This all said, tribunals are understandably keen to provide an award which is not challenged. To adopt a summary procedure without explicit authority to do so could open the award up to a challenge and thereby undermine the finality of the process. This can also be seen in tribunals' reluctance to order a trial of preliminary issues (arguably another procedure which could be used to streamline the arbitral process) where the parties don't agree. Much has been written recently about 'due process paranoia' and tribunal's failure to make robust procedural decisions – without a specific summary procedure such as that in the forthcoming SCC rules making such a ruling seems more understandable caution than paranoia.

Arbitration Act 1996 reform

With the Arbitration Act 1996 potentially facing reform, is a summary procedure likely to be introduced?

With the SIAC rule being relatively new and the SCC rules not yet in force (the new rule therefore untested) this is a difficult question to answer at this stage. If successful, it is likely that other institutions will adopt a similar rule over the coming years which would then enable the process to be 'tested' before being introduced into legislation (such testing of course most likely including being tested by courts on appeal). The question then would be whether the legislature leans towards a prescribed list of when a summary decision should be made like that in the CPR, or, a more 'suggested situations' approach with the Act containing example grounds for a summary application, more akin to the SCC rules. The answer may lie in the middle and with the benefit of learning from SIAC, the SCC and any other institutions that follow in their footsteps.

Saving time and bringing down costs are key drivers behind reform but a 'race to the bottom' must not be entered into. The reliability and reputation of arbitration as a dispute resolution mechanism must be upheld. Having experienced 'quick fire' 90 day arbitration it is clear that truncated, direct proceedings can work without compromising the integrity of the process. We watch with interest the SCC's new time and cost-saving procedure to see whether it can uphold and indeed enhance this important dispute resolution tool.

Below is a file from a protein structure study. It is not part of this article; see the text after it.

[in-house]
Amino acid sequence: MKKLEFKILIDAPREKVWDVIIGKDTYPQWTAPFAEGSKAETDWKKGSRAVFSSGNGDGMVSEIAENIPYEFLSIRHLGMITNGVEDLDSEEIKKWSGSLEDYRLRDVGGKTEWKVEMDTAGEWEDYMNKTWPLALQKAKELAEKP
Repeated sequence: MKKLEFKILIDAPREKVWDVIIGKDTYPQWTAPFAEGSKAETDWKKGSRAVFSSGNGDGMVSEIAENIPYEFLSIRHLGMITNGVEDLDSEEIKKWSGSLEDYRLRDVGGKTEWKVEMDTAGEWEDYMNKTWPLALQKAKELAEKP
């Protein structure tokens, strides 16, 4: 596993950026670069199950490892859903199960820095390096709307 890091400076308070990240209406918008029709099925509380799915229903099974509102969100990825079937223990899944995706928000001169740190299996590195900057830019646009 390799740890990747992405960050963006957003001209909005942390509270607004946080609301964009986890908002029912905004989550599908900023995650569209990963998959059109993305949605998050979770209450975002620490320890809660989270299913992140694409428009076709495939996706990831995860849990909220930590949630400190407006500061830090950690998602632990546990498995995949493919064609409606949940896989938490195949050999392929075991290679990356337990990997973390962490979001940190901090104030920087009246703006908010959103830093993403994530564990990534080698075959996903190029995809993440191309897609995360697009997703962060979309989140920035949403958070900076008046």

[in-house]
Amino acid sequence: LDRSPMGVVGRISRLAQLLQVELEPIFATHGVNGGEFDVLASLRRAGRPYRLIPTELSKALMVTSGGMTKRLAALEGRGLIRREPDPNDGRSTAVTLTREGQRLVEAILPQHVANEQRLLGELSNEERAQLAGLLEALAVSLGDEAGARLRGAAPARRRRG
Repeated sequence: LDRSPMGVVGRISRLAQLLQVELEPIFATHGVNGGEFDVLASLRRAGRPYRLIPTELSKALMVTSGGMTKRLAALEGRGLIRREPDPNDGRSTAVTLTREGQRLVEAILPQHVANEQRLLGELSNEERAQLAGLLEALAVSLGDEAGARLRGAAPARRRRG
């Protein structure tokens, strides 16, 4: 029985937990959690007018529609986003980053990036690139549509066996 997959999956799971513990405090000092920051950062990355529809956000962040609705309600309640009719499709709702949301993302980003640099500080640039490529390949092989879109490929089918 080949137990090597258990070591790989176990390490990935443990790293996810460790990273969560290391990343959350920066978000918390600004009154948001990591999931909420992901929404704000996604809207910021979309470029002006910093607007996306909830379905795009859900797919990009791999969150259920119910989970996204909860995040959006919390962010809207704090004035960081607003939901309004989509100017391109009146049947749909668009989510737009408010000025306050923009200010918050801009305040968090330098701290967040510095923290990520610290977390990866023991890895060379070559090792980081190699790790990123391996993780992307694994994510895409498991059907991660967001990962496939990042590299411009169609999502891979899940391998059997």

Would A Summary Procedure Improve The Arbitral Process?

The content of this article is intended to provide a general guide to the subject matter. Specialist advice should be sought about your specific circumstances.

To print this article, all you need is to be registered on

Click to Login as an existing user or Register so you can print this article.

In association with
Related Video
Up-coming Events Search
Font Size:
Mondaq on Twitter
Register for Access and our Free Biweekly Alert for
This service is completely free. Access 250,000 archived articles from 100+ countries and get a personalised email twice a week covering developments (and yes, our lawyers like to think you’ve read our Disclaimer).
Email Address
Company Name
Confirm Password
Mondaq Topics -- Select your Interests
 Law Performance
 Law Practice
 Media & IT
 Real Estate
 Wealth Mgt
Asia Pacific
European Union
Latin America
Middle East
United States
Worldwide Updates
Check to state you have read and
agree to our Terms and Conditions

Terms & Conditions and Privacy Statement (the Website) is owned and managed by Mondaq Ltd and as a user you are granted a non-exclusive, revocable license to access the Website under its terms and conditions of use. Your use of the Website constitutes your agreement to the following terms and conditions of use. Mondaq Ltd may terminate your use of the Website if you are in breach of these terms and conditions or if Mondaq Ltd decides to terminate your license of use for whatever reason.

Use of

You may use the Website but are required to register as a user if you wish to read the full text of the content and articles available (the Content). You may not modify, publish, transmit, transfer or sell, reproduce, create derivative works from, distribute, perform, link, display, or in any way exploit any of the Content, in whole or in part, except as expressly permitted in these terms & conditions or with the prior written consent of Mondaq Ltd. You may not use electronic or other means to extract details or information about’s content, users or contributors in order to offer them any services or products which compete directly or indirectly with Mondaq Ltd’s services and products.